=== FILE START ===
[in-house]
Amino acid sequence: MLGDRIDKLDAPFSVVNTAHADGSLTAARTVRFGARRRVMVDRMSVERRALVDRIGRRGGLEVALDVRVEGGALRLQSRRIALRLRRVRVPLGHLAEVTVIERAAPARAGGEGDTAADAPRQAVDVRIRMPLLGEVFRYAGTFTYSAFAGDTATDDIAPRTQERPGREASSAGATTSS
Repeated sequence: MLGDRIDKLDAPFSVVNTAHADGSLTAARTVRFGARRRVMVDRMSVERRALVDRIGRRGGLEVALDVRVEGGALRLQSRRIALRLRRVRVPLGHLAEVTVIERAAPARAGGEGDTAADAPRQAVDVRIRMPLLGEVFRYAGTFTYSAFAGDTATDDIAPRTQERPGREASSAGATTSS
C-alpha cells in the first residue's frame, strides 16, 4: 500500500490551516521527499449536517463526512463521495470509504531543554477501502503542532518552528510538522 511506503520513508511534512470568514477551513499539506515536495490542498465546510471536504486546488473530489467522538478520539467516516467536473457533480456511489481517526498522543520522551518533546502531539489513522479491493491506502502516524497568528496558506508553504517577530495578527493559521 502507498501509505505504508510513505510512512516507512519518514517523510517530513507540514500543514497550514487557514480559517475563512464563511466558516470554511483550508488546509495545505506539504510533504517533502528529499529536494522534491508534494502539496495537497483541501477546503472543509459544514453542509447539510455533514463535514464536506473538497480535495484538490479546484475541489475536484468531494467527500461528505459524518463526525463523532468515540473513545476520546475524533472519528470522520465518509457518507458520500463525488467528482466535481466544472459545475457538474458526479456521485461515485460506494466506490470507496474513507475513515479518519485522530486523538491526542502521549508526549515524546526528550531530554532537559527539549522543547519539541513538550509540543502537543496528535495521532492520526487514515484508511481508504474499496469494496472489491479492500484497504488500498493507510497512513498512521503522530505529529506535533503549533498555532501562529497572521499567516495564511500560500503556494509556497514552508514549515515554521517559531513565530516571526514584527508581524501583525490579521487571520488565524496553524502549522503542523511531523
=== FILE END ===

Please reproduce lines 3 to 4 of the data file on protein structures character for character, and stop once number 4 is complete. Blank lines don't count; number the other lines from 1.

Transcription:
Repeated sequence: MLGDRIDKLDAPFSVVNTAHADGSLTAARTVRFGARRRVMVDRMSVERRALVDRIGRRGGLEVALDVRVEGGALRLQSRRIALRLRRVRVPLGHLAEVTVIERAAPARAGGEGDTAADAPRQAVDVRIRMPLLGEVFRYAGTFTYSAFAGDTATDDIAPRTQERPGREASSAGATTSS
C-alpha cells in the first residue's frame, strides 16, 4: 500500500490551516521527499449536517463526512463521495470509504531543554477501502503542532518552528510538522 511506503520513508511534512470568514477551513499539506515536495490542498465546510471536504486546488473530489467522538478520539467516516467536473457533480456511489481517526498522543520522551518533546502531539489513522479491493491506502502516524497568528496558506508553504517577530495578527493559521 502507498501509505505504508510513505510512512516507512519518514517523510517530513507540514500543514497550514487557514480559517475563512464563511466558516470554511483550508488546509495545505506539504510533504517533502528529499529536494522534491508534494502539496495537497483541501477546503472543509459544514453542509447539510455533514463535514464536506473538497480535495484538490479546484475541489475536484468531494467527500461528505459524518463526525463523532468515540473513545476520546475524533472519528470522520465518509457518507458520500463525488467528482466535481466544472459545475457538474458526479456521485461515485460506494466506490470507496474513507475513515479518519485522530486523538491526542502521549508526549515524546526528550531530554532537559527539549522543547519539541513538550509540543502537543496528535495521532492520526487514515484508511481508504474499496469494496472489491479492500484497504488500498493507510497512513498512521503522530505529529506535533503549533498555532501562529497572521499567516495564511500560500503556494509556497514552508514549515515554521517559531513565530516571526514584527508581524501583525490579521487571520488565524496553524502549522503542523511531523